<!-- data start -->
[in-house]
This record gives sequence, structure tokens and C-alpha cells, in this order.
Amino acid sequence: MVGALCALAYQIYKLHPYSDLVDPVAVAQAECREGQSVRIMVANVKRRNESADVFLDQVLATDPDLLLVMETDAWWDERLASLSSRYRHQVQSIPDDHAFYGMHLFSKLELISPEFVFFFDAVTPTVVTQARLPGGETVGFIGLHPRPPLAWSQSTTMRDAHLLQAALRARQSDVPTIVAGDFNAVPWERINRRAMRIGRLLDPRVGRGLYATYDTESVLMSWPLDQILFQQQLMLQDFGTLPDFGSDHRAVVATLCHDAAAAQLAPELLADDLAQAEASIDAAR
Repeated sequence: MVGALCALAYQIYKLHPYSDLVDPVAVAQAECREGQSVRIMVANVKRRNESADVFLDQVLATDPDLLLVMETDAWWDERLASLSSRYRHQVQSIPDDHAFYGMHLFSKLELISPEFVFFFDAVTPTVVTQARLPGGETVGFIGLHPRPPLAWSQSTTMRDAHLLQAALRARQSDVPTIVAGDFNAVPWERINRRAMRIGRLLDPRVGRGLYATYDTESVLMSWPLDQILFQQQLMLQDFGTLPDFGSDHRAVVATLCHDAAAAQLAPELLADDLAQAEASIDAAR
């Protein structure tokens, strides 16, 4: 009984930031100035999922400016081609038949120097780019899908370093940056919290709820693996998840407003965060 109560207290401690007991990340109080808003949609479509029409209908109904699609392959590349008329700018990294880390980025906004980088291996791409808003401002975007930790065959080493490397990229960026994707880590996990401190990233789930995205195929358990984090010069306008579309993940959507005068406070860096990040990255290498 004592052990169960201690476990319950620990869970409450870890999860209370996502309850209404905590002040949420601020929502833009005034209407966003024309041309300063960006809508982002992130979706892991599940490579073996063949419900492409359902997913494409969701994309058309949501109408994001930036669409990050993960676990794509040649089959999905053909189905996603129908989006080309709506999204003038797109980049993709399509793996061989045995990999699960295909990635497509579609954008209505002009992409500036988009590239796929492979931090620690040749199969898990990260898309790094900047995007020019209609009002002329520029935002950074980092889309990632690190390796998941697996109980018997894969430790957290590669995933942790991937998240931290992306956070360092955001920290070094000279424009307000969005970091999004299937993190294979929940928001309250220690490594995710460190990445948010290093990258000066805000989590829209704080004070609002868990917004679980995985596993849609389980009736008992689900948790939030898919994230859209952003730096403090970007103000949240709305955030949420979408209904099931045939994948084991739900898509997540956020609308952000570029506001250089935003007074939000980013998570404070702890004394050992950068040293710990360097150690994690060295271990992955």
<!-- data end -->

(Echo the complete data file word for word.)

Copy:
[in-house]
This record gives sequence, structure tokens and C-alpha cells, in this order.
Amino acid sequence: MVGALCALAYQIYKLHPYSDLVDPVAVAQAECREGQSVRIMVANVKRRNESADVFLDQVLATDPDLLLVMETDAWWDERLASLSSRYRHQVQSIPDDHAFYGMHLFSKLELISPEFVFFFDAVTPTVVTQARLPGGETVGFIGLHPRPPLAWSQSTTMRDAHLLQAALRARQSDVPTIVAGDFNAVPWERINRRAMRIGRLLDPRVGRGLYATYDTESVLMSWPLDQILFQQQLMLQDFGTLPDFGSDHRAVVATLCHDAAAAQLAPELLADDLAQAEASIDAAR
Repeated sequence: MVGALCALAYQIYKLHPYSDLVDPVAVAQAECREGQSVRIMVANVKRRNESADVFLDQVLATDPDLLLVMETDAWWDERLASLSSRYRHQVQSIPDDHAFYGMHLFSKLELISPEFVFFFDAVTPTVVTQARLPGGETVGFIGLHPRPPLAWSQSTTMRDAHLLQAALRARQSDVPTIVAGDFNAVPWERINRRAMRIGRLLDPRVGRGLYATYDTESVLMSWPLDQILFQQQLMLQDFGTLPDFGSDHRAVVATLCHDAAAAQLAPELLADDLAQAEASIDAAR
């Protein structure tokens, strides 16, 4: 009984930031100035999922400016081609038949120097780019899908370093940056919290709820693996998840407003965060 109560207290401690007991990340109080808003949609479509029409209908109904699609392959590349008329700018990294880390980025906004980088291996791409808003401002975007930790065959080493490397990229960026994707880590996990401190990233789930995205195929358990984090010069306008579309993940959507005068406070860096990040990255290498 004592052990169960201690476990319950620990869970409450870890999860209370996502309850209404905590002040949420601020929502833009005034209407966003024309041309300063960006809508982002992130979706892991599940490579073996063949419900492409359902997913494409969701994309058309949501109408994001930036669409990050993960676990794509040649089959999905053909189905996603129908989006080309709506999204003038797109980049993709399509793996061989045995990999699960295909990635497509579609954008209505002009992409500036988009590239796929492979931090620690040749199969898990990260898309790094900047995007020019209609009002002329520029935002950074980092889309990632690190390796998941697996109980018997894969430790957290590669995933942790991937998240931290992306956070360092955001920290070094000279424009307000969005970091999004299937993190294979929940928001309250220690490594995710460190990445948010290093990258000066805000989590829209704080004070609002868990917004679980995985596993849609389980009736008992689900948790939030898919994230859209952003730096403090970007103000949240709305955030949420979408209904099931045939994948084991739900898509997540956020609308952000570029506001250089935003007074939000980013998570404070702890004394050992950068040293710990360097150690994690060295271990992955």